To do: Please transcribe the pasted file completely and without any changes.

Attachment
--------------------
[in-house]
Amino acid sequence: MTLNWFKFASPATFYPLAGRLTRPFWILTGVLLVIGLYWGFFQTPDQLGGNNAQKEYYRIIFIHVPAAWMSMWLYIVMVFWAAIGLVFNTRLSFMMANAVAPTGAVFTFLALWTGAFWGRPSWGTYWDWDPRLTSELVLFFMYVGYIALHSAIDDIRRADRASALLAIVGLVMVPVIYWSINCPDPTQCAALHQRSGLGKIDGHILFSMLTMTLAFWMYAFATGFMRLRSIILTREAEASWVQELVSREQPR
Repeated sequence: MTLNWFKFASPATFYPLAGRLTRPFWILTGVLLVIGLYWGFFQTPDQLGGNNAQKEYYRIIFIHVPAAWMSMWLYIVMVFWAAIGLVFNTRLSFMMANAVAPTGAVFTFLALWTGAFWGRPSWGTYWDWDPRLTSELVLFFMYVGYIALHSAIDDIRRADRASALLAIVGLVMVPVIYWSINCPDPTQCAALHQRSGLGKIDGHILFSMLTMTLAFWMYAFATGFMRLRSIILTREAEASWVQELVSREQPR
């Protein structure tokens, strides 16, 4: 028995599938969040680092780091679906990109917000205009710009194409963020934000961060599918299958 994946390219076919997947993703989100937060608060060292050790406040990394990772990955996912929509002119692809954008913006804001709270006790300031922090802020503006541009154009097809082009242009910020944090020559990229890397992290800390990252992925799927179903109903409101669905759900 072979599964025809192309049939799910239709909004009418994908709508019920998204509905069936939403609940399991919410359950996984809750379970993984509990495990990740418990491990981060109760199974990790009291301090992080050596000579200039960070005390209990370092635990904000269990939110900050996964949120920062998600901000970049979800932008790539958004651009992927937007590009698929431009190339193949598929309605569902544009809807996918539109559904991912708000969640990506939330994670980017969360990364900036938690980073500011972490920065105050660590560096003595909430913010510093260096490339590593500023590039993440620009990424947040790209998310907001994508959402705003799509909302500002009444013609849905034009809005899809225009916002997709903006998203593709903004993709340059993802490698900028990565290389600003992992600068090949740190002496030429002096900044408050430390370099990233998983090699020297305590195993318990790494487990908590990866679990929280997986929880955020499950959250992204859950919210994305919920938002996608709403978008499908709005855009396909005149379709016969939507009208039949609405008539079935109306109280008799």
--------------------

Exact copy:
[in-house]
Amino acid sequence: MTLNWFKFASPATFYPLAGRLTRPFWILTGVLLVIGLYWGFFQTPDQLGGNNAQKEYYRIIFIHVPAAWMSMWLYIVMVFWAAIGLVFNTRLSFMMANAVAPTGAVFTFLALWTGAFWGRPSWGTYWDWDPRLTSELVLFFMYVGYIALHSAIDDIRRADRASALLAIVGLVMVPVIYWSINCPDPTQCAALHQRSGLGKIDGHILFSMLTMTLAFWMYAFATGFMRLRSIILTREAEASWVQELVSREQPR
Repeated sequence: MTLNWFKFASPATFYPLAGRLTRPFWILTGVLLVIGLYWGFFQTPDQLGGNNAQKEYYRIIFIHVPAAWMSMWLYIVMVFWAAIGLVFNTRLSFMMANAVAPTGAVFTFLALWTGAFWGRPSWGTYWDWDPRLTSELVLFFMYVGYIALHSAIDDIRRADRASALLAIVGLVMVPVIYWSINCPDPTQCAALHQRSGLGKIDGHILFSMLTMTLAFWMYAFATGFMRLRSIILTREAEASWVQELVSREQPR
């Protein structure tokens, strides 16, 4: 028995599938969040680092780091679906990109917000205009710009194409963020934000961060599918299958 994946390219076919997947993703989100937060608060060292050790406040990394990772990955996912929509002119692809954008913006804001709270006790300031922090802020503006541009154009097809082009242009910020944090020559990229890397992290800390990252992925799927179903109903409101669905759900 072979599964025809192309049939799910239709909004009418994908709508019920998204509905069936939403609940399991919410359950996984809750379970993984509990495990990740418990491990981060109760199974990790009291301090992080050596000579200039960070005390209990370092635990904000269990939110900050996964949120920062998600901000970049979800932008790539958004651009992927937007590009698929431009190339193949598929309605569902544009809807996918539109559904991912708000969640990506939330994670980017969360990364900036938690980073500011972490920065105050660590560096003595909430913010510093260096490339590593500023590039993440620009990424947040790209998310907001994508959402705003799509909302500002009444013609849905034009809005899809225009916002997709903006998203593709903004993709340059993802490698900028990565290389600003992992600068090949740190002496030429002096900044408050430390370099990233998983090699020297305590195993318990790494487990908590990866679990929280997986929880955020499950959250992204859950919210994305919920938002996608709403978008499908709005855009396909005149379709016969939507009208039949609405008539079935109306109280008799």